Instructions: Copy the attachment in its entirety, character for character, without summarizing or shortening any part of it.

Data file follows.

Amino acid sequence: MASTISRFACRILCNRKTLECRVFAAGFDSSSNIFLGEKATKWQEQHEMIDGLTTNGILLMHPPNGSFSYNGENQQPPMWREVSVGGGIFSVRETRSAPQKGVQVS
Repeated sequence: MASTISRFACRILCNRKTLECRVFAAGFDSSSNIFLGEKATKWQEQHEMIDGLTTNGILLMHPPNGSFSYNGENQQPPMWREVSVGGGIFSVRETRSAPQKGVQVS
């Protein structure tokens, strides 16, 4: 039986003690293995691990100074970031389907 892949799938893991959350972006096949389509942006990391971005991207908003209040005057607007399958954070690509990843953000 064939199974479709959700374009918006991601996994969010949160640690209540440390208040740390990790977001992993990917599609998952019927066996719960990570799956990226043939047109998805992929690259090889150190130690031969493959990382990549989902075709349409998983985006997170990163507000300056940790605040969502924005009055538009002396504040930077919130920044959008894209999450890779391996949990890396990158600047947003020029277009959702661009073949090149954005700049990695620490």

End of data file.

Amino acid sequence: MASTISRFACRILCNRKTLECRVFAAGFDSSSNIFLGEKATKWQEQHEMIDGLTTNGILLMHPPNGSFSYNGENQQPPMWREVSVGGGIFSVRETRSAPQKGVQVS
Repeated sequence: MASTISRFACRILCNRKTLECRVFAAGFDSSSNIFLGEKATKWQEQHEMIDGLTTNGILLMHPPNGSFSYNGENQQPPMWREVSVGGGIFSVRETRSAPQKGVQVS
């Protein structure tokens, strides 16, 4: 039986003690293995691990100074970031389907 892949799938893991959350972006096949389509942006990391971005991207908003209040005057607007399958954070690509990843953000 064939199974479709959700374009918006991601996994969010949160640690209540440390208040740390990790977001992993990917599609998952019927066996719960990570799956990226043939047109998805992929690259090889150190130690031969493959990382990549989902075709349409998983985006997170990163507000300056940790605040969502924005009055538009002396504040930077919130920044959008894209999450890779391996949990890396990158600047947003020029277009959702661009073949090149954005700049990695620490």